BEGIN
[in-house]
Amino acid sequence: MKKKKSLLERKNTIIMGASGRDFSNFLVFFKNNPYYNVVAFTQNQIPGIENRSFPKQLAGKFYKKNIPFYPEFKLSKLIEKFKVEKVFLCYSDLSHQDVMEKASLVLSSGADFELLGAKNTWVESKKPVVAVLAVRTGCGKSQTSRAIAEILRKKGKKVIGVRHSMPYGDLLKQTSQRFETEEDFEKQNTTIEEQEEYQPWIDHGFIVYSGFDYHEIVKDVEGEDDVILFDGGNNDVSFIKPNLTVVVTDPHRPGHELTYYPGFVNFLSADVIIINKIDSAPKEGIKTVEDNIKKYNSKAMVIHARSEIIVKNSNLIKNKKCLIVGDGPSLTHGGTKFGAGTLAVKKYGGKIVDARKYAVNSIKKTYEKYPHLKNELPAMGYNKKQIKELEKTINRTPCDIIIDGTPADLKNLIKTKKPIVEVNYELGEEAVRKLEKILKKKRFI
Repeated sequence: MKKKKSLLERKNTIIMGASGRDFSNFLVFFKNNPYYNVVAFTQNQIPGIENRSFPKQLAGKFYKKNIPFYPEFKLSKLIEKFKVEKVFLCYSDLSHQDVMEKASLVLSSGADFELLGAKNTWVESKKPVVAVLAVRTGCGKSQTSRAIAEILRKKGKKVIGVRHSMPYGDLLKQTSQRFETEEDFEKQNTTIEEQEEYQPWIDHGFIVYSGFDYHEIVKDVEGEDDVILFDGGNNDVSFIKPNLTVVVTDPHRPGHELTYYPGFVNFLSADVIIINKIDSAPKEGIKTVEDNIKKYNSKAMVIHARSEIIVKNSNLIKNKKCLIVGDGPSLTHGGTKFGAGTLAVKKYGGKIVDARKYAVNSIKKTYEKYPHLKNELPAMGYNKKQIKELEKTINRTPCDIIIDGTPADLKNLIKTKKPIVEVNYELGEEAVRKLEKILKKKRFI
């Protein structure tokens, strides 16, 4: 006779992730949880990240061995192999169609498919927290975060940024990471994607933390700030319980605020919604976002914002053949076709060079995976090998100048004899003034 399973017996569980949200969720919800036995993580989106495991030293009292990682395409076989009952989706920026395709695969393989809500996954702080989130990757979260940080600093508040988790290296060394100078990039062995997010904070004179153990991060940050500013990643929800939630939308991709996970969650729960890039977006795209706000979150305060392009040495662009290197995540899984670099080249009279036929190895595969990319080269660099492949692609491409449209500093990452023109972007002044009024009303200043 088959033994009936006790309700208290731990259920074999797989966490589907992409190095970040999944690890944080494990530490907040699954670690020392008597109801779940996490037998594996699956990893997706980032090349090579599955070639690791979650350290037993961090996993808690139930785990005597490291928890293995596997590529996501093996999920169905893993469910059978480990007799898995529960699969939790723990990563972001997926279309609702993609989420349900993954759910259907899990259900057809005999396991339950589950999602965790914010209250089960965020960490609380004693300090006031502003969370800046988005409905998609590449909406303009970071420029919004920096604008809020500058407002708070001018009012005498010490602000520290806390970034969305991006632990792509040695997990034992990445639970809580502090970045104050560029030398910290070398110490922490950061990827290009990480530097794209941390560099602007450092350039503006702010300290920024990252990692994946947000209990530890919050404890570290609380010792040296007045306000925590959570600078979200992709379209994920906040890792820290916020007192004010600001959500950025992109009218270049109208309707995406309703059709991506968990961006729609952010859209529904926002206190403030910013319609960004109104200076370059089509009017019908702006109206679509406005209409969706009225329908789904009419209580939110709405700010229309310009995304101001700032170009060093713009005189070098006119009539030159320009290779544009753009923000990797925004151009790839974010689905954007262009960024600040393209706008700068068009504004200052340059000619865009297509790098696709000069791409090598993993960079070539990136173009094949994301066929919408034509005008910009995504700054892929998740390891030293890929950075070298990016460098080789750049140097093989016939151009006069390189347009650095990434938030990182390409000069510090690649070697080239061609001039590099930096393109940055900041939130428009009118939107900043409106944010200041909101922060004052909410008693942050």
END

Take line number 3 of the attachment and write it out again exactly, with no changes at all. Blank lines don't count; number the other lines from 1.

Repeated sequence: MKKKKSLLERKNTIIMGASGRDFSNFLVFFKNNPYYNVVAFTQNQIPGIENRSFPKQLAGKFYKKNIPFYPEFKLSKLIEKFKVEKVFLCYSDLSHQDVMEKASLVLSSGADFELLGAKNTWVESKKPVVAVLAVRTGCGKSQTSRAIAEILRKKGKKVIGVRHSMPYGDLLKQTSQRFETEEDFEKQNTTIEEQEEYQPWIDHGFIVYSGFDYHEIVKDVEGEDDVILFDGGNNDVSFIKPNLTVVVTDPHRPGHELTYYPGFVNFLSADVIIINKIDSAPKEGIKTVEDNIKKYNSKAMVIHARSEIIVKNSNLIKNKKCLIVGDGPSLTHGGTKFGAGTLAVKKYGGKIVDARKYAVNSIKKTYEKYPHLKNELPAMGYNKKQIKELEKTINRTPCDIIIDGTPADLKNLIKTKKPIVEVNYELGEEAVRKLEKILKKKRFI